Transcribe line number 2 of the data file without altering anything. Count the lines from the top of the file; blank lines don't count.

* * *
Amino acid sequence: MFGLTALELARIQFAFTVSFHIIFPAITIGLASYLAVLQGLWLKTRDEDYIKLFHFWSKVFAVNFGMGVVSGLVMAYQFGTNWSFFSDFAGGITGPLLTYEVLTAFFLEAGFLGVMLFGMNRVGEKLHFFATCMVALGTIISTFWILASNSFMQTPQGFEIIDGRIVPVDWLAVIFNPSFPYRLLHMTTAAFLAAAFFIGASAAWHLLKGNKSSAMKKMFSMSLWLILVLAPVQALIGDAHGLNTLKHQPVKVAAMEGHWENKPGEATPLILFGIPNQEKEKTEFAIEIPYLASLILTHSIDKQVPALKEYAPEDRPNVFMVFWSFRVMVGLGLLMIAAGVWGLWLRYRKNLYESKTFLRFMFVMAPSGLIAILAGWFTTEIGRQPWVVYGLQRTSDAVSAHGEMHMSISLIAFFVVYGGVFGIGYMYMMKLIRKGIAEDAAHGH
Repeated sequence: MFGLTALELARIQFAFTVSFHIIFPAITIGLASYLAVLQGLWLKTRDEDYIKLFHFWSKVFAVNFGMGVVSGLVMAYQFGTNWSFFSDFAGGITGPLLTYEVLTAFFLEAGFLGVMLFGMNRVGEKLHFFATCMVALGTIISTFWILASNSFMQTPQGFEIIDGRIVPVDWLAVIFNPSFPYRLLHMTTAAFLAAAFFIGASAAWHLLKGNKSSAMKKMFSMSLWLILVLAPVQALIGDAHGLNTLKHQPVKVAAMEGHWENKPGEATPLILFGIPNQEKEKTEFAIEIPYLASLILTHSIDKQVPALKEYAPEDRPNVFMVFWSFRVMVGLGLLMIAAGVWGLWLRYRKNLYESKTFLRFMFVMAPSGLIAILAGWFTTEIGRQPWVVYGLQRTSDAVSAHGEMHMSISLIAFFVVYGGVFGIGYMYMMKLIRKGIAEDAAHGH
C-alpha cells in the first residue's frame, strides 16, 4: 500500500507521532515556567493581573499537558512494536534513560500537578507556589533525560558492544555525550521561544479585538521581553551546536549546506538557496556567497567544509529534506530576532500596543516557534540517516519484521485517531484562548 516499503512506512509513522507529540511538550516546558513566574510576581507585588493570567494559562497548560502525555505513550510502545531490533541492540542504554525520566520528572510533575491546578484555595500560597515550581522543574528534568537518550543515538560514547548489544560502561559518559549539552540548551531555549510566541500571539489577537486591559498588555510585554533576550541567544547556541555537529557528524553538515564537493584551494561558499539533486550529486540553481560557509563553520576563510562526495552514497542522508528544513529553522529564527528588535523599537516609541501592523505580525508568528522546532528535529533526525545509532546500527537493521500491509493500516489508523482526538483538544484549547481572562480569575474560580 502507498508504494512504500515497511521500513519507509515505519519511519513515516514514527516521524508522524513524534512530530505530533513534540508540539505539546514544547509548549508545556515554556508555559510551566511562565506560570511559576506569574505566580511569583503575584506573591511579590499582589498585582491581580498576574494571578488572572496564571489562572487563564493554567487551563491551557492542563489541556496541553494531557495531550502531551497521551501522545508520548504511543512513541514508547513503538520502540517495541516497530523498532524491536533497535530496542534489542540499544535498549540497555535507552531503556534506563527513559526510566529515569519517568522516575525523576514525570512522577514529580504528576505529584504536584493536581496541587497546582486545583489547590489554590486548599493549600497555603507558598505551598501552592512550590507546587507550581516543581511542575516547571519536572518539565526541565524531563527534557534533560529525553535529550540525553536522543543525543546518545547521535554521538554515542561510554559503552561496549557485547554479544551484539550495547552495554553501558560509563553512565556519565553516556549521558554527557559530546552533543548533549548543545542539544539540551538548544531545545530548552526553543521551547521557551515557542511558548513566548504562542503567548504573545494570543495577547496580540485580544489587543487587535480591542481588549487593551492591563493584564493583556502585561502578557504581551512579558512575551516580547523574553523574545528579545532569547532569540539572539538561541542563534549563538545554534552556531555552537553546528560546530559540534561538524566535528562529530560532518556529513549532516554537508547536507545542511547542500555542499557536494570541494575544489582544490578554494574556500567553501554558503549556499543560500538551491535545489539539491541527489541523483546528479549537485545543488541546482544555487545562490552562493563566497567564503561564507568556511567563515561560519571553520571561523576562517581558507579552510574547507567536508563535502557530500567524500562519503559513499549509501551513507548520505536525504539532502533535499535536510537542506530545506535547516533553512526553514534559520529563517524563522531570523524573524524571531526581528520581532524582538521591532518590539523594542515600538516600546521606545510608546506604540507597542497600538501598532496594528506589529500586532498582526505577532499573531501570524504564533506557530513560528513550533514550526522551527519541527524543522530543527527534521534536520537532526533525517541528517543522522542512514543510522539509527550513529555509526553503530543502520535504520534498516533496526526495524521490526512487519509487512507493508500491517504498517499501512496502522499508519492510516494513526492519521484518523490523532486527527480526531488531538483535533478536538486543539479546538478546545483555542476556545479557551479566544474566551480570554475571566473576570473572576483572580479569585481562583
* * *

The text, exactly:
Repeated sequence: MFGLTALELARIQFAFTVSFHIIFPAITIGLASYLAVLQGLWLKTRDEDYIKLFHFWSKVFAVNFGMGVVSGLVMAYQFGTNWSFFSDFAGGITGPLLTYEVLTAFFLEAGFLGVMLFGMNRVGEKLHFFATCMVALGTIISTFWILASNSFMQTPQGFEIIDGRIVPVDWLAVIFNPSFPYRLLHMTTAAFLAAAFFIGASAAWHLLKGNKSSAMKKMFSMSLWLILVLAPVQALIGDAHGLNTLKHQPVKVAAMEGHWENKPGEATPLILFGIPNQEKEKTEFAIEIPYLASLILTHSIDKQVPALKEYAPEDRPNVFMVFWSFRVMVGLGLLMIAAGVWGLWLRYRKNLYESKTFLRFMFVMAPSGLIAILAGWFTTEIGRQPWVVYGLQRTSDAVSAHGEMHMSISLIAFFVVYGGVFGIGYMYMMKLIRKGIAEDAAHGH